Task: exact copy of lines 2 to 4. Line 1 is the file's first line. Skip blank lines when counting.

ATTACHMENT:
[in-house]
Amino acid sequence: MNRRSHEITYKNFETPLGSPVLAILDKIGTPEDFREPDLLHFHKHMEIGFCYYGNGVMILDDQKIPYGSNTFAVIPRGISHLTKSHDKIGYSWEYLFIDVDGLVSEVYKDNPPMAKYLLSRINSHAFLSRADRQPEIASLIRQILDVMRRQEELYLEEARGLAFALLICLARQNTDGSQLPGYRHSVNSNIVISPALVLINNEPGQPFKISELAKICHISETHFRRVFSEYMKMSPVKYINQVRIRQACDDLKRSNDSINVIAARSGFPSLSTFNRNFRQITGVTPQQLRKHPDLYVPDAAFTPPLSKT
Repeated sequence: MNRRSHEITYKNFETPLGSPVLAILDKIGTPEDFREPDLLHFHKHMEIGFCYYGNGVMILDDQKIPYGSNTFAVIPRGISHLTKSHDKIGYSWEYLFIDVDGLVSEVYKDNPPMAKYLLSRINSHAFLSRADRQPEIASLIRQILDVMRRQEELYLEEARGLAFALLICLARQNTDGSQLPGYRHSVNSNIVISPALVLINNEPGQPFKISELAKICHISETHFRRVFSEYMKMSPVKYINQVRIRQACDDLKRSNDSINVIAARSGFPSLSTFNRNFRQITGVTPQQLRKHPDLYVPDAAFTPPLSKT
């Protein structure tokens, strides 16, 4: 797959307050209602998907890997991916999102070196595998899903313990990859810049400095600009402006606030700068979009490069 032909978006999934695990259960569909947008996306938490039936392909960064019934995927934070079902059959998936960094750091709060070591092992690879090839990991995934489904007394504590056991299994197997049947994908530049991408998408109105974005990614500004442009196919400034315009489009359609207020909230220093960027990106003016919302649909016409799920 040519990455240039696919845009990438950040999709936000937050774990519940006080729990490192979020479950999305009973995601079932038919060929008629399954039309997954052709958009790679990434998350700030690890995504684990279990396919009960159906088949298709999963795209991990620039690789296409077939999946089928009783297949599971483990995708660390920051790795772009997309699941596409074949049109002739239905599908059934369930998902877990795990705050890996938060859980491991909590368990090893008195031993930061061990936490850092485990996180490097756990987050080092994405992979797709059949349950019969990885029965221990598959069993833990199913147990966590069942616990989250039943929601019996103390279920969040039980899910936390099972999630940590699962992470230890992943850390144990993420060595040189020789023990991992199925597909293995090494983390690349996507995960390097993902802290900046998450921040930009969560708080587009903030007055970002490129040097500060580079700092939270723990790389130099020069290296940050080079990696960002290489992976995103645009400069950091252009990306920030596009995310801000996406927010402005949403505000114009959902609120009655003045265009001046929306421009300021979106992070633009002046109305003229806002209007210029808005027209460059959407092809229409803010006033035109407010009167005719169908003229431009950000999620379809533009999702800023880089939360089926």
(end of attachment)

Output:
Amino acid sequence: MNRRSHEITYKNFETPLGSPVLAILDKIGTPEDFREPDLLHFHKHMEIGFCYYGNGVMILDDQKIPYGSNTFAVIPRGISHLTKSHDKIGYSWEYLFIDVDGLVSEVYKDNPPMAKYLLSRINSHAFLSRADRQPEIASLIRQILDVMRRQEELYLEEARGLAFALLICLARQNTDGSQLPGYRHSVNSNIVISPALVLINNEPGQPFKISELAKICHISETHFRRVFSEYMKMSPVKYINQVRIRQACDDLKRSNDSINVIAARSGFPSLSTFNRNFRQITGVTPQQLRKHPDLYVPDAAFTPPLSKT
Repeated sequence: MNRRSHEITYKNFETPLGSPVLAILDKIGTPEDFREPDLLHFHKHMEIGFCYYGNGVMILDDQKIPYGSNTFAVIPRGISHLTKSHDKIGYSWEYLFIDVDGLVSEVYKDNPPMAKYLLSRINSHAFLSRADRQPEIASLIRQILDVMRRQEELYLEEARGLAFALLICLARQNTDGSQLPGYRHSVNSNIVISPALVLINNEPGQPFKISELAKICHISETHFRRVFSEYMKMSPVKYINQVRIRQACDDLKRSNDSINVIAARSGFPSLSTFNRNFRQITGVTPQQLRKHPDLYVPDAAFTPPLSKT
């Protein structure tokens, strides 16, 4: 797959307050209602998907890997991916999102070196595998899903313990990859810049400095600009402006606030700068979009490069 032909978006999934695990259960569909947008996306938490039936392909960064019934995927934070079902059959998936960094750091709060070591092992690879090839990991995934489904007394504590056991299994197997049947994908530049991408998408109105974005990614500004442009196919400034315009489009359609207020909230220093960027990106003016919302649909016409799920 040519990455240039696919845009990438950040999709936000937050774990519940006080729990490192979020479950999305009973995601079932038919060929008629399954039309997954052709958009790679990434998350700030690890995504684990279990396919009960159906088949298709999963795209991990620039690789296409077939999946089928009783297949599971483990995708660390920051790795772009997309699941596409074949049109002739239905599908059934369930998902877990795990705050890996938060859980491991909590368990090893008195031993930061061990936490850092485990996180490097756990987050080092994405992979797709059949349950019969990885029965221990598959069993833990199913147990966590069942616990989250039943929601019996103390279920969040039980899910936390099972999630940590699962992470230890992943850390144990993420060595040189020789023990991992199925597909293995090494983390690349996507995960390097993902802290900046998450921040930009969560708080587009903030007055970002490129040097500060580079700092939270723990790389130099020069290296940050080079990696960002290489992976995103645009400069950091252009990306920030596009995310801000996406927010402005949403505000114009959902609120009655003045265009001046929306421009300021979106992070633009002046109305003229806002209007210029808005027209460059959407092809229409803010006033035109407010009167005719169908003229431009950000999620379809533009999702800023880089939360089926």